You must know whether the parameters shown in the Expression Editor are input or output parameters. You insert variables or port names between the parentheses in the order that they appear in the stored procedure. The datatypes of the ports and variables must match those of the parameters passed to the stored procedure.
For example, when you click the stored procedure, something similar to the following appears:
This particular stored procedure requires an integer value as an input parameter and returns a string value as an output parameter. How the output parameter or return value is captured depends on the number of output parameters and whether the return value needs to be captured.
If the stored procedure returns a single output parameter or a return value (but not both), you should use the reserved variable PROC_RESULT as the output variable. In the previous example, the expression would appear as:
inID can be either an input port for the transformation or a variable in the transformation. The value of PROC_RESULT is applied to the output port for the expression.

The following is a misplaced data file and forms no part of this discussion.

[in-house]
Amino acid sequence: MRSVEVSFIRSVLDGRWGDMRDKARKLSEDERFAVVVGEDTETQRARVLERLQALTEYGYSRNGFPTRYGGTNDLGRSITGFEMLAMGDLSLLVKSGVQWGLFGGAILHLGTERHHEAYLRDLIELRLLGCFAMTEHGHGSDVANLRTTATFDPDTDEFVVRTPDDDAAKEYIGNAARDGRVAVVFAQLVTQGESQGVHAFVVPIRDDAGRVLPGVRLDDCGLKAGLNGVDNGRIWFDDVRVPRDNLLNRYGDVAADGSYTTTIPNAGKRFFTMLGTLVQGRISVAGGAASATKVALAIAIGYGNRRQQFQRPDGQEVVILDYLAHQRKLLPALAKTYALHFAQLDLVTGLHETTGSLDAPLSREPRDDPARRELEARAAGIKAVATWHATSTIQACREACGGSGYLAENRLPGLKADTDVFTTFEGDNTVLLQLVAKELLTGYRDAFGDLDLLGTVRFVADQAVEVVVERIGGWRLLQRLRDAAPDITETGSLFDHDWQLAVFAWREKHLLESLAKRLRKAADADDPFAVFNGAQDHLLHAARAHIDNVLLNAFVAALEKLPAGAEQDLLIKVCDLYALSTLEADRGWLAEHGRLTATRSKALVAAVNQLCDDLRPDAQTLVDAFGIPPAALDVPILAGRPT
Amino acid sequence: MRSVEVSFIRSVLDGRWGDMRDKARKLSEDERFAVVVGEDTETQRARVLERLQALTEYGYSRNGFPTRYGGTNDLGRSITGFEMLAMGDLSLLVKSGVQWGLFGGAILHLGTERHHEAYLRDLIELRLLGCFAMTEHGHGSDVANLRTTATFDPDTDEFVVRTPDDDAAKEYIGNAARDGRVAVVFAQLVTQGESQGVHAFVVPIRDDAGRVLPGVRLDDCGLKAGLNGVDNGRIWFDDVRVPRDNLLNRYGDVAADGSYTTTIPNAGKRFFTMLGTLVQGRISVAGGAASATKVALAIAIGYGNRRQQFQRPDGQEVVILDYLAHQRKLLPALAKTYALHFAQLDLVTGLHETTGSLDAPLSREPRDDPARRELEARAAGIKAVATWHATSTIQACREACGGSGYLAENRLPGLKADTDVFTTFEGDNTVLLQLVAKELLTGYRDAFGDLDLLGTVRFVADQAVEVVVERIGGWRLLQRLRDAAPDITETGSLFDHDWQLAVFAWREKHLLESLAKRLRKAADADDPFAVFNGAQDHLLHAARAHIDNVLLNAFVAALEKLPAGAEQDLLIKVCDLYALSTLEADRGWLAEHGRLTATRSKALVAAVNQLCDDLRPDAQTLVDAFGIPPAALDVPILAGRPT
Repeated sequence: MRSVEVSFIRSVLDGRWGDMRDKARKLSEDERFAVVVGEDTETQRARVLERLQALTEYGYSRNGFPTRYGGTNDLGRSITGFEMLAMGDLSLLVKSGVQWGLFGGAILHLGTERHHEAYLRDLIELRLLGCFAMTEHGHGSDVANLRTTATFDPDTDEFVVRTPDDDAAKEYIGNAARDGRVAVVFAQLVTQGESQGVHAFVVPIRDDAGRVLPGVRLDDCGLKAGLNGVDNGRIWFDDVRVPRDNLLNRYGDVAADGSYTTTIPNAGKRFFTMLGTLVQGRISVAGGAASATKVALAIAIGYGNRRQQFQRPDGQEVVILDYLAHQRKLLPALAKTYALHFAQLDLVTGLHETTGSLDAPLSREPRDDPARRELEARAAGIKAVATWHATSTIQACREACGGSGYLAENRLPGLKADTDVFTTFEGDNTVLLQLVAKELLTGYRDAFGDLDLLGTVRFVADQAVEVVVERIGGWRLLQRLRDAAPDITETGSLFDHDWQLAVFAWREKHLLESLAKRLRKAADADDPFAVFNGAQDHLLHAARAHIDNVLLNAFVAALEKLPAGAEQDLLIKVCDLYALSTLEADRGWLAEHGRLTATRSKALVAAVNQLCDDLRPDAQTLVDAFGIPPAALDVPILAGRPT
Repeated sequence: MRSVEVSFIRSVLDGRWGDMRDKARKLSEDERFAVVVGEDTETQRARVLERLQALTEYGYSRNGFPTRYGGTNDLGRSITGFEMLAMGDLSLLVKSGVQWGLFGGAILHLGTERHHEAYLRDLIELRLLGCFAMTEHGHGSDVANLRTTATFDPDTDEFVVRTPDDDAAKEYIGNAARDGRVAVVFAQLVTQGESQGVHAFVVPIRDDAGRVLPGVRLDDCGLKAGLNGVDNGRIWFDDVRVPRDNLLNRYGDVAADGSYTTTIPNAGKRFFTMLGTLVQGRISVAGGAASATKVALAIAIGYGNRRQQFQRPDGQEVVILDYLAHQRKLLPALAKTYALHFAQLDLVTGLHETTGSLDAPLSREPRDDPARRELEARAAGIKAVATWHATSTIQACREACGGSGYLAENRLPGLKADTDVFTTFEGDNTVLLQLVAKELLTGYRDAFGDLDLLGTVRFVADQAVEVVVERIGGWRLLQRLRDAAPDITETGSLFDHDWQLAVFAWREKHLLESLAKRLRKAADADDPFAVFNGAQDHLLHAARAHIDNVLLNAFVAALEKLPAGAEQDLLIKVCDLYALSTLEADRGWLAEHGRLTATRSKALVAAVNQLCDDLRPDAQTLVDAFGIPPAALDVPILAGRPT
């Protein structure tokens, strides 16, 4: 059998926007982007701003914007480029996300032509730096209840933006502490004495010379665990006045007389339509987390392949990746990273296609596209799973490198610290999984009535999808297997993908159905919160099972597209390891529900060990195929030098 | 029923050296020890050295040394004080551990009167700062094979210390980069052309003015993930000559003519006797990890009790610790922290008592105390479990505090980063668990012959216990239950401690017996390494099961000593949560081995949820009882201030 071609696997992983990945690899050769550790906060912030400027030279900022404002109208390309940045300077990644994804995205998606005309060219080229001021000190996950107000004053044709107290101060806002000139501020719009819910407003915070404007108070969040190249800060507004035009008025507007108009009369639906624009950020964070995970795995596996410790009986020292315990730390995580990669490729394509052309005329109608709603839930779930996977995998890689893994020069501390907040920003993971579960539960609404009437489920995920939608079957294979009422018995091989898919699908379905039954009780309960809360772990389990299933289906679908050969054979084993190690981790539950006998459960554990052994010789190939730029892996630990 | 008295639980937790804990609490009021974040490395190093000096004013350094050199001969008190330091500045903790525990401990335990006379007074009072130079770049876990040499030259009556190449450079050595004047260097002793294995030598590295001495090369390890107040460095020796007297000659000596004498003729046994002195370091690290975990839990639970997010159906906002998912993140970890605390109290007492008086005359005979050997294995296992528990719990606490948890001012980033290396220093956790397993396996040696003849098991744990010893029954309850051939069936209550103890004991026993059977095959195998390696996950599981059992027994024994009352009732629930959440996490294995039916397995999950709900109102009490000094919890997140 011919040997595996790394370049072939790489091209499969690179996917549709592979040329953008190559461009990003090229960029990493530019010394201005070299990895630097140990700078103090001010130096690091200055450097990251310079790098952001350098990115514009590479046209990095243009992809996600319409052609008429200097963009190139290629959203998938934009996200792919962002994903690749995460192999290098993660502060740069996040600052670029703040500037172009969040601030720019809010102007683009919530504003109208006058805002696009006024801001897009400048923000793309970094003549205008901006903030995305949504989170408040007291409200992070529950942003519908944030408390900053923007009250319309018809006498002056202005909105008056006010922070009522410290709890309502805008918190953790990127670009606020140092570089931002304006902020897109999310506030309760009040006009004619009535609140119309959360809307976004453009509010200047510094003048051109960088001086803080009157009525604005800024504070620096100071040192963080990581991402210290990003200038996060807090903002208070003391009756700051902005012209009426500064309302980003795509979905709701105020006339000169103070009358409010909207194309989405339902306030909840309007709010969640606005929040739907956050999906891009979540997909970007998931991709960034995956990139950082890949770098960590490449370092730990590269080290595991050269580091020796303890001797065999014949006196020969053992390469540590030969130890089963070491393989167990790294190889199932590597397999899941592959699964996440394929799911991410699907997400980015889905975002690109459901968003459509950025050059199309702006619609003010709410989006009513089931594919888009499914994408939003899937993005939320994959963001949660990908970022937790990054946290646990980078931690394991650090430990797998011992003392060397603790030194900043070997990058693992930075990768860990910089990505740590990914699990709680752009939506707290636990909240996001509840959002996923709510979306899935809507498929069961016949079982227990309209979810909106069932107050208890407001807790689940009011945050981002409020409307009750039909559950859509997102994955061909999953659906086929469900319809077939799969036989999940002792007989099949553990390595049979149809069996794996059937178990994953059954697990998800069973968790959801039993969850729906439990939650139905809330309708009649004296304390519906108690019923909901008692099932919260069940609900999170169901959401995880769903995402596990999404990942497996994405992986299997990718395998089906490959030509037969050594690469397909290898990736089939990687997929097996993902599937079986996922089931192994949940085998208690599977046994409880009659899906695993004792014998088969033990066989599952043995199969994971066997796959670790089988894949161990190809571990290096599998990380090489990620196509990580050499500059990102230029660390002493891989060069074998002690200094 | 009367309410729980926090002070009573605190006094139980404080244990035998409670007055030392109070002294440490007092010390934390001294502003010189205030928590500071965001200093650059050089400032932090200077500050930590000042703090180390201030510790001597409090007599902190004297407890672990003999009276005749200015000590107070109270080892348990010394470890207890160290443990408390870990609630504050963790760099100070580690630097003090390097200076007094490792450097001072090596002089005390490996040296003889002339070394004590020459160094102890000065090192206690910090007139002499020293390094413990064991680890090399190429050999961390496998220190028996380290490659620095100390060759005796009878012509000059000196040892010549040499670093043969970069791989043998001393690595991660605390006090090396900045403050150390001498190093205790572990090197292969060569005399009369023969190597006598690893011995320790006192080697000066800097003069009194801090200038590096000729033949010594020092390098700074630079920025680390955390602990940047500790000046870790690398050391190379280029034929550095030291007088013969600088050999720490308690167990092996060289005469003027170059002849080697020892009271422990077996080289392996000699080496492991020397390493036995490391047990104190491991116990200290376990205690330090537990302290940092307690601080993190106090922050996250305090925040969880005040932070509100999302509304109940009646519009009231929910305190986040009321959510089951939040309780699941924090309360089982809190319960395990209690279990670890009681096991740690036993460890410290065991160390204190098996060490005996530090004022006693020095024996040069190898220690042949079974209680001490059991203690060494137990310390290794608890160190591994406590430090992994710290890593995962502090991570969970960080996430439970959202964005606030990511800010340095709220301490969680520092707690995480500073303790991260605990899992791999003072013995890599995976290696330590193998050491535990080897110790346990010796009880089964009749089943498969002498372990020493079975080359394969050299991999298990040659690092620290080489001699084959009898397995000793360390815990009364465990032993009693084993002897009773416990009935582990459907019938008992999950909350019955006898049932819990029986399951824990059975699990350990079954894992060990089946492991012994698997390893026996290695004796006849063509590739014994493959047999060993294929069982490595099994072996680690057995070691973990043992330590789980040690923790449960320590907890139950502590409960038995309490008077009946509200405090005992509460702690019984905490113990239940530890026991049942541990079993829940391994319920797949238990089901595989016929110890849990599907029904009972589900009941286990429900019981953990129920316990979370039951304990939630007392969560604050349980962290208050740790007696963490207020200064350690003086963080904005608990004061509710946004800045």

If the stored procedure returns multiple output parameters, you must create variables for each output parameter. For example, if you create a port called varOUTPUT2 for the stored procedure expression, and a variable called varOUTPUT1, the expression appears as:
:SP.GET_NAME_FROM_ID(inID, varOUTPUT1, PROC_RESULT)
The value of the second output port is applied to the output port for the expression, and the value of the first output port is applied to varOUTPUT1. The output parameters are returned in the order they are declared in the stored procedure.
With all these expressions, the datatypes for the ports and variables must match the datatypes for the input/output variables and return value.